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Nicknames often point officers to suspects

Saturday, July 27, 2013, 9:00 p.m.
 

When Edward Baur stumbled from his car and collapsed with bullet wounds, police kept the Reserve man alive long enough for him to say who shot him.

“Hays,” Baur told officers on June 16, 2010, as they struggled to keep him conscious. “Hays shot me.”

When police arrested Tarel Lamarr Dixon days later, they had answered the question, “Who is Hays?”

Police said Dixon adopted the nickname because he frequently sold drugs on Hays Street in Highland Park, a few blocks from where he shot Baur. A judge in January sentenced Dixon to life in prison.

Street names are so common that police often hear them before learning the real names of victims or suspects, investigators say.

“Knowing someone's nickname is sometimes the only way we can solve a crime,” said Pittsburgh police Detective Margaret Sherwood, lead investigator in Baur's homicide. “Other times, it's the main piece of evidence we use to set the ball rolling.”

Pittsburgh and Allegheny County police since the 1990s have maintained a searchable digital repository that contains hundreds of nicknames — Trey, Fat Boy, Big Boy, Poncho, Meatball and Butter — and police in recent years have found a suspect's real name by searching social media websites such as Facebook, investigators said.

Nicknames are common in the “underground economy” of illegal activity, especially drug dealing, said Tony Gaskew, director of the criminal justice program at the University of Pittsburgh campus in Bradford.

Criminals often use nicknames to hide their identities from authorities, Gaskew said.

“It also allows them some semblance of anonymity. They can sort of blame whatever they do on this avatar they've built,” he said.

Once investigators have a nickname, they'll generally ask the victim to describe the person and where to find the suspect, said Allegheny County police Lt. Andrew Schurman.

“It's rare that we come across people using their real names,” Schurman said.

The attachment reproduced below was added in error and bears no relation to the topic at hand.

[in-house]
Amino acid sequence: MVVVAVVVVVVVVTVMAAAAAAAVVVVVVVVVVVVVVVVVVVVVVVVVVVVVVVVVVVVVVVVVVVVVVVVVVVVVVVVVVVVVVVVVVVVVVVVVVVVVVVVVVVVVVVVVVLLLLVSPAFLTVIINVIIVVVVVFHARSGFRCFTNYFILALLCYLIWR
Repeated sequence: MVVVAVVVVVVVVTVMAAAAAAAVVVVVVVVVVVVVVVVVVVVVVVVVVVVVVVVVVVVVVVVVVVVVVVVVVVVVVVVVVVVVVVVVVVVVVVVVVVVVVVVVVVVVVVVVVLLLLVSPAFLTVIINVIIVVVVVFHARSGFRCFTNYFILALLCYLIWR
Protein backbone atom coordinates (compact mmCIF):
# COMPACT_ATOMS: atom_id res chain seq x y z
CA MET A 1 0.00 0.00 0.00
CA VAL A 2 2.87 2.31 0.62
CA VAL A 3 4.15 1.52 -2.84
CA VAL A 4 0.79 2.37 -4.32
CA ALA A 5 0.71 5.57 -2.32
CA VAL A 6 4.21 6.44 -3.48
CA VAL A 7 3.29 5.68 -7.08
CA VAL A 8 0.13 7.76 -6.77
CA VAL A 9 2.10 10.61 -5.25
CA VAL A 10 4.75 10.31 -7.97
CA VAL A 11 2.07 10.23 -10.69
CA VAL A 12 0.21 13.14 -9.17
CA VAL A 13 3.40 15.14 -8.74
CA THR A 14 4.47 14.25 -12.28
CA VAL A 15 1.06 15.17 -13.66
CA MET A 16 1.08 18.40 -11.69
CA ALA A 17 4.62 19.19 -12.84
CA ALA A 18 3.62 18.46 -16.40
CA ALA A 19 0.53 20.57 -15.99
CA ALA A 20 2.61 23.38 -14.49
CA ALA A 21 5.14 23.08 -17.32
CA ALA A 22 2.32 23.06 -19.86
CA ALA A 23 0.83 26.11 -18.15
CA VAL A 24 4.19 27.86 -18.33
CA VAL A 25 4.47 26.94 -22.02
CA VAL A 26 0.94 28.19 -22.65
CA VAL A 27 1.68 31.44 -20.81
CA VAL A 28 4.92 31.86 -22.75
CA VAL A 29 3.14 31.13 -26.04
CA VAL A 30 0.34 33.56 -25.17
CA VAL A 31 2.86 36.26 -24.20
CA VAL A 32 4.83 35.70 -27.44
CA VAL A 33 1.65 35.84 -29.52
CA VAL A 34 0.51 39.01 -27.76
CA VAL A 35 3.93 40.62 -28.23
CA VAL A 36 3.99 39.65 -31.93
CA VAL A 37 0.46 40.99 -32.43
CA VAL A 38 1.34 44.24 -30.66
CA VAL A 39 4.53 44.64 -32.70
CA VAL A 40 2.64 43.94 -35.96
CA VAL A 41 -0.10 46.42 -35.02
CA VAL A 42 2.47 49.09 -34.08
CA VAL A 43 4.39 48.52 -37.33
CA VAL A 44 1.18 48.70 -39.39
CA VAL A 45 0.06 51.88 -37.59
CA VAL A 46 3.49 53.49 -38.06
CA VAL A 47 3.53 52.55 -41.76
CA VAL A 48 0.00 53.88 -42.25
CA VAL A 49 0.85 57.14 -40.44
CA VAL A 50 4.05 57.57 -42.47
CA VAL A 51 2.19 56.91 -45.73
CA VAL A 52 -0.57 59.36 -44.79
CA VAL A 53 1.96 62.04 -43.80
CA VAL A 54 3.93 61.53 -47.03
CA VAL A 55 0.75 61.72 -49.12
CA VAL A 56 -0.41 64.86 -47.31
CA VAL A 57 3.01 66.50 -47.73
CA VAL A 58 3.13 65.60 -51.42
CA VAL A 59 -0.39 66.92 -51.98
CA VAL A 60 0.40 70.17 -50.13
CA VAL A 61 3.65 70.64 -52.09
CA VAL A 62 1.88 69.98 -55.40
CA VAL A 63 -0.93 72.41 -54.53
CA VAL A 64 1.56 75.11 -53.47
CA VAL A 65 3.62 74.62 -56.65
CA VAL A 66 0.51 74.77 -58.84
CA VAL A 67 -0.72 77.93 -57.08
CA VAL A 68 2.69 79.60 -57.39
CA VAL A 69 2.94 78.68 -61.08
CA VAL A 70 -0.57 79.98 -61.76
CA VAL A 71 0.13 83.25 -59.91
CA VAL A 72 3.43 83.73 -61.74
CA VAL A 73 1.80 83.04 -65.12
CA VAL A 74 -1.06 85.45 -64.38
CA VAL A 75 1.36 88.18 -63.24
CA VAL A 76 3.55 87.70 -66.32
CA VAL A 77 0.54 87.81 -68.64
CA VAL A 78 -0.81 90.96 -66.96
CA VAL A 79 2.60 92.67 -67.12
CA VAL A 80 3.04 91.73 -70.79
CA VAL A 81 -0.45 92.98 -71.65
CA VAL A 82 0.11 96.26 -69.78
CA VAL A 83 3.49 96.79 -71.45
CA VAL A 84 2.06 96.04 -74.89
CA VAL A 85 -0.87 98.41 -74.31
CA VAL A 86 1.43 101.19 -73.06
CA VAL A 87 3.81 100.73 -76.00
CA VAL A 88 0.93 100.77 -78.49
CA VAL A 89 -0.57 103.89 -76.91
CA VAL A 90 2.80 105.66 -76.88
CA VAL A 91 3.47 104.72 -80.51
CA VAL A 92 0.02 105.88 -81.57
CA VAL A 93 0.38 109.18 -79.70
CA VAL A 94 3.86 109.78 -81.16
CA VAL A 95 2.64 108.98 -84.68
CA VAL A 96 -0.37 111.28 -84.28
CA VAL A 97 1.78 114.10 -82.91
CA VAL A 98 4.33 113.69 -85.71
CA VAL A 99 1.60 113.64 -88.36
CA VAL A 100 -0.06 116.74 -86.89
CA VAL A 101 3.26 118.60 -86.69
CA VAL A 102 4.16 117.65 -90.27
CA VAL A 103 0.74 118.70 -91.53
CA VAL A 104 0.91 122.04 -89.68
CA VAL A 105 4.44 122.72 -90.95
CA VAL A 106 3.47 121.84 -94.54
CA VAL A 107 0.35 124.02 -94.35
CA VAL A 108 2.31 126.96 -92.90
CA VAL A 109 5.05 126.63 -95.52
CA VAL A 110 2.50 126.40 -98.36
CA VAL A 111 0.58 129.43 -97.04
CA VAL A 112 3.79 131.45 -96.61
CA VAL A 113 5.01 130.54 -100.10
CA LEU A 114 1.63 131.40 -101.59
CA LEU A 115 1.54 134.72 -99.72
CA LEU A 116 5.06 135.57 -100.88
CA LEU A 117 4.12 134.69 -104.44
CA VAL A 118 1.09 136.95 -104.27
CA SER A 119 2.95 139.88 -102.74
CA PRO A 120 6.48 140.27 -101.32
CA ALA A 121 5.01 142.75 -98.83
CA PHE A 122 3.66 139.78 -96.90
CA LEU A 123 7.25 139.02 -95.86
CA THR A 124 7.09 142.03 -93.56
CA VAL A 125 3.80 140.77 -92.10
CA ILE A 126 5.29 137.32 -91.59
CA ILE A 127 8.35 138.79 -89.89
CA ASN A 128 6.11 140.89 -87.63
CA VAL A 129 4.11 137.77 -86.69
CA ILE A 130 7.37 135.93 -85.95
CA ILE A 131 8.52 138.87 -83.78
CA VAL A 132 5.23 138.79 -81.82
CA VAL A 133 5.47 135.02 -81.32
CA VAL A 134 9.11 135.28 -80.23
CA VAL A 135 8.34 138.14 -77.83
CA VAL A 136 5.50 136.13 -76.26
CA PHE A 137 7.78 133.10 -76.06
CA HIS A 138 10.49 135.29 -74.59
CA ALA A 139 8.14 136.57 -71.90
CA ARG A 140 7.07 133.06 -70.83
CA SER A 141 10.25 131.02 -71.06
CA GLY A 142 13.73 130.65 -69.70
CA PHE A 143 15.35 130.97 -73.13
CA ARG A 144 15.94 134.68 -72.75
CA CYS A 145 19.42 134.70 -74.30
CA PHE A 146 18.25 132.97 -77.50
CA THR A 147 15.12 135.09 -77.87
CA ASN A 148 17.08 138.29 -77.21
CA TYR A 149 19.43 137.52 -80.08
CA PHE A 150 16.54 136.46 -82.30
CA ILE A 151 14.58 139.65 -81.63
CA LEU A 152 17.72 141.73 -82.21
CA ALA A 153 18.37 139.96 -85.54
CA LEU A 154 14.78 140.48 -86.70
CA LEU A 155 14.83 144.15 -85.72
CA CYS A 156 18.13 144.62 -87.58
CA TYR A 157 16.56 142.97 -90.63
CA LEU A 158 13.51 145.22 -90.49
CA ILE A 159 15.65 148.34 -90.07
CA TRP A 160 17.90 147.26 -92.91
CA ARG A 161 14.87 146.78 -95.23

Gaskew said it's harder for police to ask witnesses about a person using his or her real name because most people know the nickname.

“Ask around about someone's real name and people will have no idea who you're talking about. Ask them about that person's nickname and they'll put it together immediately,” he said.

Police immediately knew they had the right man when they arrested a shirtless Ronald Robinson on Dec. 7, 2009, a day after Robinson fatally shot Danyal Robinson and Penn Hills police Officer Michael Crawshaw.

A dispatcher heard Morton plead with a man he called “Black” before four shots rang out inside his Penn Hills home. When police arrested Robinson, they saw “Black” tattooed on his back.

To guard against picking up the wrong person, detectives check a suspect's physical description and address, pull a photo and go back to sources.

The nickname is a starting point, not the foundation for a criminal prosecution, said Dan Egan, a spokesman for the governor's Office of Administration. The office operates the Pennsylvania Justice Network, a statewide clearinghouse of databases used by law enforcement agencies, court and jail employees containing millions of records, including nicknames, descriptions of tattoos and 3.5 million mugshots.

“It certainly has the potential to generate leads, but it's incumbent upon the investigator to see where it takes you,” Egan said of finding a match on the system. “It's not that definitive ‘Book'em, Dan-O' moment, but it can make the difference in some cases.”

Adam Brandolph is a Trib Total Media staff writer. He can be reached at 412-391-0927 or abrandolph@tribweb.com.

 

 

 
 


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